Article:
Archive | March, 2017

Give Yourself a Great Gift

27 Mar


It came in the mail—a gift from a good friend from Cajun days back in Louisiana.

Father David Knight sent me a copy of his recently published “The Mystery of the Cross, Praying the Stations with Pope Francis.”

This is a thought-provoking, challenging way to make Lent, and any time of year, an occasion for contemplation of the great love of God. You can’t pray these reflections without discovering how special you are to God.

A man of vast experience, Father Knight has preached parish missions, directed retreats, ministered to college students and faculty—and now he is helping his readers develop greater comfort as they are called to ever deeper prayer and the gift of contemplation.

In “The Mystery of the Cross,” we find ordered reflections on the Stations complete with quotes from Pope Francis and brief, but enlightening, content to be shared alone or with others.

Give yourself a great gift—not only for the annual Lenten season—but any time you want a spiritual boost. Order this devotional from Twenty-Third Publications: 1-800-321-0411.



In Search of God

22 Mar


O Lord, help me to know you.

For a long time, I have been captured by the humanity of Jesus. More than fifty years ago, while reading “Theology for Beginners” by the late Frank Sheed, I realized with a rush of joy that Jesus had a human mind, a human body and a human soul.

I had believed that his divinity was his “soul” and that, of course, completely dehumanized him.

Freed from that misunderstanding, I began to realize just how much love is encased in the Incarnation of our Lord.

Jesus, Son of God and Son of Mary, had to do what we all do—eat, sleep, perspire, grow tired, laugh, suffer misunderstanding, revel in friendship and weep.

Now, in my later years, I am revisiting his divinity.

I am Henry Libersat—that identifies me. But Jesus is more than Jesus of Nazareth. He is, as I have said, the Son of God. Ascended into heaven, he maintains his humanity—but his Person is the Second Person of the Blessed Trinity.

I wasted a lot of time trying to understand (solve?) the Mystery of the Holy Trinity. It is not a mystery to be understood as we might understand worldly puzzles—it is to be celebrated with the conviction of faith.

It’s the Mystery of the Holy Trinity—one God in Three Divine Persons, Father, Son and Holy Spirit.





Mom’s Death

9 Mar



(Originally published December 6, 2012. Minor editing here.)

She died in her room–alone.

She had sent Dad, who sat with her daily in the nursing home, off to lunch. She died while he was gone.

Mom died alone.

I was saddened by her death—and angry because she died alone. I had wanted to be with her as she had been with me at my birth, through my childhood and all my life.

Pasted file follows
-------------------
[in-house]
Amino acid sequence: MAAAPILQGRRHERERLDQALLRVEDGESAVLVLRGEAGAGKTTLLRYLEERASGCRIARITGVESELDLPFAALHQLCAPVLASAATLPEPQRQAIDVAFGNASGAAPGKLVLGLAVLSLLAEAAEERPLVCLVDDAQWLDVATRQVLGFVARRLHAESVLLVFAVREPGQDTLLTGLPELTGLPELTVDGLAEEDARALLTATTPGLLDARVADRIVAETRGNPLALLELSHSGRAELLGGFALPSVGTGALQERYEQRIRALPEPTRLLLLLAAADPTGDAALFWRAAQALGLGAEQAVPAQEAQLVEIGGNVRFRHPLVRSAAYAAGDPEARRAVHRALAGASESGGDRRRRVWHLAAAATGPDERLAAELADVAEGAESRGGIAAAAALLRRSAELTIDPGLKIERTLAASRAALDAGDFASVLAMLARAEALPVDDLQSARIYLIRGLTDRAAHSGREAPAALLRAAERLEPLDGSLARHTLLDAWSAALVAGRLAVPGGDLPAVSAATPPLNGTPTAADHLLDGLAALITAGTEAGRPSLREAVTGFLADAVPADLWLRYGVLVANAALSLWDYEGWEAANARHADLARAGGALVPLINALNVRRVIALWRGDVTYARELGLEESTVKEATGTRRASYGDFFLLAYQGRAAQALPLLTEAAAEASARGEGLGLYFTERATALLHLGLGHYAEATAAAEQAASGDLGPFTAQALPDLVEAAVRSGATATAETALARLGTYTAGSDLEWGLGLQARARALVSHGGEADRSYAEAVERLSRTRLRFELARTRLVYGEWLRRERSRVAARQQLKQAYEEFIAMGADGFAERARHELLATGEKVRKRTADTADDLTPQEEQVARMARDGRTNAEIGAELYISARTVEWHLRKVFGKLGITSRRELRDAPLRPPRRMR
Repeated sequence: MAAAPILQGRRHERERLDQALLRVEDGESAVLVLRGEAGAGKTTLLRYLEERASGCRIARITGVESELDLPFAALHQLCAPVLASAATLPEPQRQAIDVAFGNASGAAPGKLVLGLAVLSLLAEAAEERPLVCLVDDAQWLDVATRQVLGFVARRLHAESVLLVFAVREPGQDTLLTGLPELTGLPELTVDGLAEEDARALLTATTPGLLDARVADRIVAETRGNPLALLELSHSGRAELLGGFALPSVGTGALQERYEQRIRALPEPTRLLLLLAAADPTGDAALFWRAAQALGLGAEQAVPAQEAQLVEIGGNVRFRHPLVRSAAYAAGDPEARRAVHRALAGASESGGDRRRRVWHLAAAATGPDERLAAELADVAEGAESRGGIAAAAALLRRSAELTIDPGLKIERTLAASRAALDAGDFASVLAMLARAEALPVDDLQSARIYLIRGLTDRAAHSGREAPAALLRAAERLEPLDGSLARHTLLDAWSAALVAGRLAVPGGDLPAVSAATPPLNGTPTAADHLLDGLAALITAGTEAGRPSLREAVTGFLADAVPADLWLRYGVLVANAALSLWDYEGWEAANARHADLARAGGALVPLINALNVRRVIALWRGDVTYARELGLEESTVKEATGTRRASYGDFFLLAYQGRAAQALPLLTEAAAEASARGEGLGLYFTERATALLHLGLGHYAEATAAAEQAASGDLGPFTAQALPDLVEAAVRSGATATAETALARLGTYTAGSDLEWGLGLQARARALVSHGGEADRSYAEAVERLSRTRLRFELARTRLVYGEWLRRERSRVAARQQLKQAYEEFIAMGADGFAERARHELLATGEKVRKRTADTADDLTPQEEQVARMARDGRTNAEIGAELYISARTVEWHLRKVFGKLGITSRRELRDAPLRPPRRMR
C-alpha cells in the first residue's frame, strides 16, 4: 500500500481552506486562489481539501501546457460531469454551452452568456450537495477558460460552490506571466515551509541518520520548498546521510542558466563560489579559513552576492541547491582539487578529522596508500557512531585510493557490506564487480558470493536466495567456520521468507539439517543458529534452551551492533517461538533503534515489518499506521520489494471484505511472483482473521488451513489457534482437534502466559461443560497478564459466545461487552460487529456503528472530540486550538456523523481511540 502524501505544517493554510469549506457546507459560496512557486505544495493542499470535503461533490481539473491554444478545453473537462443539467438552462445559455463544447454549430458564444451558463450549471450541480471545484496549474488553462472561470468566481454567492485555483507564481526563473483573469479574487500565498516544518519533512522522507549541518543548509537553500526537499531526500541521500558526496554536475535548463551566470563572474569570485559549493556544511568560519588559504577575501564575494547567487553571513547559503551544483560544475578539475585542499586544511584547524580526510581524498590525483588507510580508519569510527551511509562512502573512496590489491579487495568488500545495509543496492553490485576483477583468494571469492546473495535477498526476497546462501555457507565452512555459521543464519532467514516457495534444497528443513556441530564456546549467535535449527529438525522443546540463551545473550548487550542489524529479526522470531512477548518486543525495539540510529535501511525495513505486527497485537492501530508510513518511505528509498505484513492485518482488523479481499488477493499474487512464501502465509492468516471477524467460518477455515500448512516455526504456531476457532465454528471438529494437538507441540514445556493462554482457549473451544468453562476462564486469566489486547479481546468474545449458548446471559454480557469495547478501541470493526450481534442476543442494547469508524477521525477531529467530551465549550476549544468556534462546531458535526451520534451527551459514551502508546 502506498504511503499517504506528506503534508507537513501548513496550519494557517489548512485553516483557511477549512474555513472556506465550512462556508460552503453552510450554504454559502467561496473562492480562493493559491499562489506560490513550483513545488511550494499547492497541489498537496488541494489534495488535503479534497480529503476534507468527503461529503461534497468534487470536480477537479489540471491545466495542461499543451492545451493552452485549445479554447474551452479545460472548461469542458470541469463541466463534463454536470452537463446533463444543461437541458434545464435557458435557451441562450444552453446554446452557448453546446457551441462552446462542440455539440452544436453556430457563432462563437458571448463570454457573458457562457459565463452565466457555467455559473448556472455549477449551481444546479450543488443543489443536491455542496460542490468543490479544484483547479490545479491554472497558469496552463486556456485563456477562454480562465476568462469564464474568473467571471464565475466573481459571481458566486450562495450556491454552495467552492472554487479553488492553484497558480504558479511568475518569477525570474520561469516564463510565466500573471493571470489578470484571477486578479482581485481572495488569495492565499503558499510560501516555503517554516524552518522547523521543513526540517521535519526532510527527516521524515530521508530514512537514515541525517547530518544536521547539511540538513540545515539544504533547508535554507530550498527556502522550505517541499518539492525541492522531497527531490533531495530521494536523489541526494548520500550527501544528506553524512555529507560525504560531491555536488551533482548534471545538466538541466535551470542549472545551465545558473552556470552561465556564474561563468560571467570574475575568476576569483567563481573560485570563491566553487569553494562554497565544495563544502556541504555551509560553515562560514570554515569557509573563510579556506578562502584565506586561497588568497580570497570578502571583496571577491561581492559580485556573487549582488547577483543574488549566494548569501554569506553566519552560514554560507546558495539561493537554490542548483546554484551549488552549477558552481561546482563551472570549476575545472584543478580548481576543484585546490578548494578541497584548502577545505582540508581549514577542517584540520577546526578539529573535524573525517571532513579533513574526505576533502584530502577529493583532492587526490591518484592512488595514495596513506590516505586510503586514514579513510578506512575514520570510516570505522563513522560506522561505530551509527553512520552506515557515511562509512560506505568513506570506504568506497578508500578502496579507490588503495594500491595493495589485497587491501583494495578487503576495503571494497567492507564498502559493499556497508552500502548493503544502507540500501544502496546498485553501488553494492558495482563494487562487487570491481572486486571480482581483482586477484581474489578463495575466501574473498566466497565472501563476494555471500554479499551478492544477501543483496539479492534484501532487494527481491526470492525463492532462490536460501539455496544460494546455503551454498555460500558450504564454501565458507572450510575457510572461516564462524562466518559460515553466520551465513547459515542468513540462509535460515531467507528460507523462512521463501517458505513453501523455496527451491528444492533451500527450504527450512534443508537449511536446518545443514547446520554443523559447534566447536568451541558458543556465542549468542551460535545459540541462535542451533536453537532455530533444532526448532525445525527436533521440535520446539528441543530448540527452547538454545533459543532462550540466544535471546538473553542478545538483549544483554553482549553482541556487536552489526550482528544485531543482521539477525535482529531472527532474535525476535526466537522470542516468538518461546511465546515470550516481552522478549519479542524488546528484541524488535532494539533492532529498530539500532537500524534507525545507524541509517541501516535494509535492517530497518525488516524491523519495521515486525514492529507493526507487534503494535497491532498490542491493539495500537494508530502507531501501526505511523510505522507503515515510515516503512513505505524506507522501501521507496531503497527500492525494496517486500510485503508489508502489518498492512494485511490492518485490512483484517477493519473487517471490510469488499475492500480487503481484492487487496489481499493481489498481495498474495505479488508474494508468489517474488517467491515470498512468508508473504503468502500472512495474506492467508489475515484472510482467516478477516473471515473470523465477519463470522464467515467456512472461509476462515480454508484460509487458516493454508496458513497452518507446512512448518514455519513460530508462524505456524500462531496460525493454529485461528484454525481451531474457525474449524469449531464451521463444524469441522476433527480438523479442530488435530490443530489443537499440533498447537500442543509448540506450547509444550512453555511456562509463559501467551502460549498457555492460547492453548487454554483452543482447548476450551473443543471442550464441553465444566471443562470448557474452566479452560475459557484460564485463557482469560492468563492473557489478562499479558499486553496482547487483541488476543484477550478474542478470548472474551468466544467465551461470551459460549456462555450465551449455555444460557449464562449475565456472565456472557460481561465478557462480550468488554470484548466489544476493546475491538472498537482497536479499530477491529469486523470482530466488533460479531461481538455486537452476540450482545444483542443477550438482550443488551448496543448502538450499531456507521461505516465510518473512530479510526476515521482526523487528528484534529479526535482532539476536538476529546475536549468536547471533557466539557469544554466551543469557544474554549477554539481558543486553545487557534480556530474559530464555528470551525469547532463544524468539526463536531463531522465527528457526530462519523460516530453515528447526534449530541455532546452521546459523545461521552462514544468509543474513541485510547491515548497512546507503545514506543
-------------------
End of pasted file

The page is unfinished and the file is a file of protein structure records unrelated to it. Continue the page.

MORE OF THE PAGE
But she was in Louisiana and I was in Florida.

She had suffered long and hard—nine surgeries in six years for cancer of the tongue and jaw. Her gentle and beautiful face was gradually disfigured as they tried to save her life by cutting away jawbone and bits of tongue. She had a lot of radiation. She suffered gallantly, faithfully.

A Painful Question

About a year before her death, I was with her in the hospital—her 150 pounds depleted to a mere 75, her abdomen pierced for feeding directly into her stomach.

Sadly, she said, “Son, I don’t know what I’ve to God to deserve this.” That was the only complaint I ever heard from her during that terrible illness.

I told her, “Mom, you didn’t do anything to deserve this. I don’t know why you are going through this, but I want you to know something. Your faith and courage have touched the hearts of doctors and nurses — and our own relatives as well. They marvel at your strength and your faith in God.”

She thought a bit and then said, “Then it’s all right.”

Her favorite hymn was “That Old Rugged Cross.”

Her funeral Mass was at our home parish, St. John the Evangelist in Henry, La. She was buried in a tomb long before prepared for her and Dad.

We went home and I still stewed over her dying alone. My brother had told me, “She didn’t die alone,” and I sort of took that with a grain of salt since he hadn’t been to church in years.

A Blessed Consolation

After her death and before her funeral I had gone to the nursing home and stood by her bed and prayed for her.

But, back home in Florida about a month later, I had a dream. I was standing at the foot of her nursing home bed and, with their backs to me, stood Jesus on her right and Mary on her left. They reached out to her and she shook her head “no.” Jesus said, “He will be all right.” She smiled and the three disappeared. She had hesitated, I feel sure, because of Dad.

No, she did not die alone!

That dream gave me both comfort and joy.

I’m convinced our Lord gave me that dream—to comfort me and to help others who may hear or read about it.